The Energy Department Hails a Breakthrough in Fusion Energy, Achieving a Net Energy Gain With Livermore’s Vast Laser Array

By training 192 lasers onto a capsule the size of a peppercorn, U.S. government scientists last week were able to ignite fusion with a net energy gain—a long-sought milestone in the quest for a carbon-free energy future.

But emphasis was on the word “future,” as the team at Lawrence Livermore National Laboratory in California on Tuesday announced the breakthrough in replicating the energy that powers the sun. The successful experiment, which built on generations of prior research, was a pivotal step, they said. But commercialization remained decades away.

“Not six decades, I don’t think, not five decades, which is what we used to say,” said physicist Kim Budil, director of the lab. “I think it’s moving into the foreground and with concerted effort and investment, a few decades of research on the underlying technologies could put us in a position to build a power plant.”

In light of the scientific consensus that the world must drive for net zero carbon emissions within just two decades to avoid the most catastrophic impacts of climate change, the advance has little immediate practical significance in addressing the climate crisis, noted some scientists.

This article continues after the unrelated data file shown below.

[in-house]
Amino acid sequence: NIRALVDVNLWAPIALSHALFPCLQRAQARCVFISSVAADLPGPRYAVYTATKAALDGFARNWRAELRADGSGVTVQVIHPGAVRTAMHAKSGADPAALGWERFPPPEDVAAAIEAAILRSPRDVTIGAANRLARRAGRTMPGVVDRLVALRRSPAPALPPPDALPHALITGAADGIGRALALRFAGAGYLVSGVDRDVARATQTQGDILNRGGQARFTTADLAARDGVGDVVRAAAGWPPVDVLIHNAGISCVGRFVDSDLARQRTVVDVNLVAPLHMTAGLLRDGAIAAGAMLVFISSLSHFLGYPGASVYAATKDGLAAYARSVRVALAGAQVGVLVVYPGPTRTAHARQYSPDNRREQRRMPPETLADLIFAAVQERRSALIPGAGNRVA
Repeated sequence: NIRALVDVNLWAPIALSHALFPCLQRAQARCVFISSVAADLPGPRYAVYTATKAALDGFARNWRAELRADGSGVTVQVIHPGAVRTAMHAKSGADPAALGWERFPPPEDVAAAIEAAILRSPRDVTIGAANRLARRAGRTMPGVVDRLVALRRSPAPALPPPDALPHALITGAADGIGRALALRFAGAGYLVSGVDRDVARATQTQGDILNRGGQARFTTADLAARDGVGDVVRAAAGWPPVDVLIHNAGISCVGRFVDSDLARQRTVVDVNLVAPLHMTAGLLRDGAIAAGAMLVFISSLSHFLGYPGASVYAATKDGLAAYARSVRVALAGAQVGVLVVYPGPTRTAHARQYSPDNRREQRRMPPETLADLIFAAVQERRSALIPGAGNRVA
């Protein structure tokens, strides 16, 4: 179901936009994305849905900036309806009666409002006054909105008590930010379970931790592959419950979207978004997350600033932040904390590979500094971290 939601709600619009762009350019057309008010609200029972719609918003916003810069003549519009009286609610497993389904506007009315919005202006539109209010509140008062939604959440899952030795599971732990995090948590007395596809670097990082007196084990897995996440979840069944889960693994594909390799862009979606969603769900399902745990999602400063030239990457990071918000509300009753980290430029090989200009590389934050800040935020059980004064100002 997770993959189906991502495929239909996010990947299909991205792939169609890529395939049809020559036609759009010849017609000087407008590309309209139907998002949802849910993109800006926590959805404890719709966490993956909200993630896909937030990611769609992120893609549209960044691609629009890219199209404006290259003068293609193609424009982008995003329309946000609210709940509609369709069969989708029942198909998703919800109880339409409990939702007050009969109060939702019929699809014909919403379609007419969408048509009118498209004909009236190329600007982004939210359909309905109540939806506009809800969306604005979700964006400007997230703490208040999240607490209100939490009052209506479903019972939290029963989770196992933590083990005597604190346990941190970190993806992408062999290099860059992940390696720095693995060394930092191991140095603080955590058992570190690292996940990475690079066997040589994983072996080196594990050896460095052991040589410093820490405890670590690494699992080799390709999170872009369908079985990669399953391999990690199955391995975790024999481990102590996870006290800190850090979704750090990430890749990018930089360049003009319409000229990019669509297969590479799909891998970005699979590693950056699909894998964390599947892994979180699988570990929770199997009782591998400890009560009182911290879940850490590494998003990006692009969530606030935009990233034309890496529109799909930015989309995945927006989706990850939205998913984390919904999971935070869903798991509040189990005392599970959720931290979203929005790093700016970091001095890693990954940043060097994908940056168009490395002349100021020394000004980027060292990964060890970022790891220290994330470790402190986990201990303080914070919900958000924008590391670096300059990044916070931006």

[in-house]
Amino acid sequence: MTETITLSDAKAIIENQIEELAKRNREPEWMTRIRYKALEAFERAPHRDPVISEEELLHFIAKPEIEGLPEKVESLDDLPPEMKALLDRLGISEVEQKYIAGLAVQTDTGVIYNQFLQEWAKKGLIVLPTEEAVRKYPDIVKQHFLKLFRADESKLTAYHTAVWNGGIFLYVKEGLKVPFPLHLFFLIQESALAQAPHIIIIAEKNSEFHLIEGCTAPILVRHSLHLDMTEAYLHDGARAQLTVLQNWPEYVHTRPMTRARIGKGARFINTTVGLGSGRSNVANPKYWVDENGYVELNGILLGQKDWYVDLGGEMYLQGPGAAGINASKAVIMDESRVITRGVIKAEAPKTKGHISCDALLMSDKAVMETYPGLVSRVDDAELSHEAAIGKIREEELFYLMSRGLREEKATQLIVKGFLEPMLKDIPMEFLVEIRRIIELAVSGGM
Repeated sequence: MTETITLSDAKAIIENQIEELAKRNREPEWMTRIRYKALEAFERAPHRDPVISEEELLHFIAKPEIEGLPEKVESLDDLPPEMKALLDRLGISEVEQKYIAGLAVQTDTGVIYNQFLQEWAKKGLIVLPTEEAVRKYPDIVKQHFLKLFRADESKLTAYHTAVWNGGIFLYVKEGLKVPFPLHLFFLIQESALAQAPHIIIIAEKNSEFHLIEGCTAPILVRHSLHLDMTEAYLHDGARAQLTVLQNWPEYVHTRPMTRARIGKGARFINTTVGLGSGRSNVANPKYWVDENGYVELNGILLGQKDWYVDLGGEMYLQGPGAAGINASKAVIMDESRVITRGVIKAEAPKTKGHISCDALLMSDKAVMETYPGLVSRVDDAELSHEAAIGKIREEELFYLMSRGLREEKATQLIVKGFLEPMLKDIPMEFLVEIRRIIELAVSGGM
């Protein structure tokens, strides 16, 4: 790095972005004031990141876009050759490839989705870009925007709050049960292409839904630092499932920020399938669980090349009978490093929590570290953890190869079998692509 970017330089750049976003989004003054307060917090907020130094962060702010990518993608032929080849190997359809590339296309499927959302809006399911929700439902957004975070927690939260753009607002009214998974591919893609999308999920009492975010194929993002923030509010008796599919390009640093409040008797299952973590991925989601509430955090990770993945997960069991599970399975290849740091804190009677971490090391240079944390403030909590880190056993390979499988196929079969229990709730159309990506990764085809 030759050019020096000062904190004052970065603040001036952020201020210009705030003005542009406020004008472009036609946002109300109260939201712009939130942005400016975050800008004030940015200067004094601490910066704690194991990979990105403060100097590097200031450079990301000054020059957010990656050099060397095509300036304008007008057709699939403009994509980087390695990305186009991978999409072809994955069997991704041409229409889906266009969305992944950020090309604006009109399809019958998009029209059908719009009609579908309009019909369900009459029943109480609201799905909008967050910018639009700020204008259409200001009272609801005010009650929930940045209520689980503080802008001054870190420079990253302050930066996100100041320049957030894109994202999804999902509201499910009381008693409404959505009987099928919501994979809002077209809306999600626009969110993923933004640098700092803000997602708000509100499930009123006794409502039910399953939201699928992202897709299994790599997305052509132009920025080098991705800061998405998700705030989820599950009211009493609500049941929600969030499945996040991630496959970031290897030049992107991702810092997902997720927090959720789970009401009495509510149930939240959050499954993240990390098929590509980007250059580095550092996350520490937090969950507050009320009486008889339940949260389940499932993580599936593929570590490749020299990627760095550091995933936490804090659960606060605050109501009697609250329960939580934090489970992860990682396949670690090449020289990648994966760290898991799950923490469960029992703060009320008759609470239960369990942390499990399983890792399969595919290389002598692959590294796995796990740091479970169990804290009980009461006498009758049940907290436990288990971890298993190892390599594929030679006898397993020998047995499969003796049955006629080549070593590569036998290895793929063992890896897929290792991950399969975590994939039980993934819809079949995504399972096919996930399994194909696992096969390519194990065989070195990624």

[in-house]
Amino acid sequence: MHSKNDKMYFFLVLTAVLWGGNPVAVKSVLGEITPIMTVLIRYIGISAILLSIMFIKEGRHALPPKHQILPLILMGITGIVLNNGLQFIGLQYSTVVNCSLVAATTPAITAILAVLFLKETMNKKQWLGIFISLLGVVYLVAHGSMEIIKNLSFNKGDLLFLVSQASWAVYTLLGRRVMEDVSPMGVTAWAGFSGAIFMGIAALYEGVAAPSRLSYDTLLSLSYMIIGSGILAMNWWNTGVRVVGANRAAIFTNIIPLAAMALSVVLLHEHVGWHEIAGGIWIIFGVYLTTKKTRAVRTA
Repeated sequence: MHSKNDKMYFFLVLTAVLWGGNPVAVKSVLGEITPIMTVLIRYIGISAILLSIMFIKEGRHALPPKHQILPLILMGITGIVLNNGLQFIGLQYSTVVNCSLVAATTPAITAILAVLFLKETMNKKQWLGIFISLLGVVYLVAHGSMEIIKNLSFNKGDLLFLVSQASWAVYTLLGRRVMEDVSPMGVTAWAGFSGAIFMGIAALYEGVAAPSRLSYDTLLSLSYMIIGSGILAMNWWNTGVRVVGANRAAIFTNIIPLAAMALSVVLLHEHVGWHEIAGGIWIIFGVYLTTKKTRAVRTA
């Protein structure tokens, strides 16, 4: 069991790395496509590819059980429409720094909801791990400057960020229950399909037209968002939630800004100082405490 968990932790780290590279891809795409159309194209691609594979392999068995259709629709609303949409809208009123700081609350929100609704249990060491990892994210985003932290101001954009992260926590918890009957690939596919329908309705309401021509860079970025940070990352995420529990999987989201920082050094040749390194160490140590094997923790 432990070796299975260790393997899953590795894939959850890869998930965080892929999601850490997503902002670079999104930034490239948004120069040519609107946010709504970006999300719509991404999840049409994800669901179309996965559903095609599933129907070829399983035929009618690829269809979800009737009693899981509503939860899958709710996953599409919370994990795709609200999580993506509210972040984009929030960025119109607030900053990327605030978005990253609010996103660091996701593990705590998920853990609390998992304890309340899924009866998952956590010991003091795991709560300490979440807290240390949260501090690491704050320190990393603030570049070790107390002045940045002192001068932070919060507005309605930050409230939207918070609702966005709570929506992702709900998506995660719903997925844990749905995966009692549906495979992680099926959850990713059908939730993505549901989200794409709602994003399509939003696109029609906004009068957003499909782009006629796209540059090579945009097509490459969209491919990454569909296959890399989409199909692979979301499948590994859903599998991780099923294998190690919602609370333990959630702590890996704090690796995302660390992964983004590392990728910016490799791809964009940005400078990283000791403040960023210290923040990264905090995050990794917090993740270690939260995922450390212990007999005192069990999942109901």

“Getting a lot of q’s about what today’s nuclear fusion breakthrough means for climate,” atmospheric scientist Katharine Hayhoe, professor at Texas Tech University, posted on Twitter. “My answer is: not much.

“I look forward to a world where fusion powers our electricity,” Hayhoe wrote, “but we’re only going to get there if we tackle climate change at scale, today, with the tools available now: efficiency, clean energy, nature + more.”

Still, in a world that has struggled to deploy those solutions, the potential of fusion energy is too great to be ignored, in the view of many climate action advocates, including President Joe Biden. Last spring, Biden announced an initiative to achieve commercial-scale fusion within a decade. As part of that effort, the Department of Energy is weighing proposals for a planned $50 million investment in a future fusion pilot plant.

The breakthrough at Lawrence Livermore’s National Ignition Facility, home of the world’s largest and most powerful laser array, is especially important in light of the decisions now being made on what type of fusion research to fund.

“We need the private sector to get in the game,” said Energy Secretary Jennifer Granholm. “It’s really important that there has been this incredible amount of U.S. public dollars going into this breakthrough. But all of the steps that will be necessary to get this to commercial level will still require both public research and private research.”

She said the breakthrough last week at Lawrence Livermore was an essential step on the pathway, and an achievement that “will go down in the history books.”

The Promise of Star Power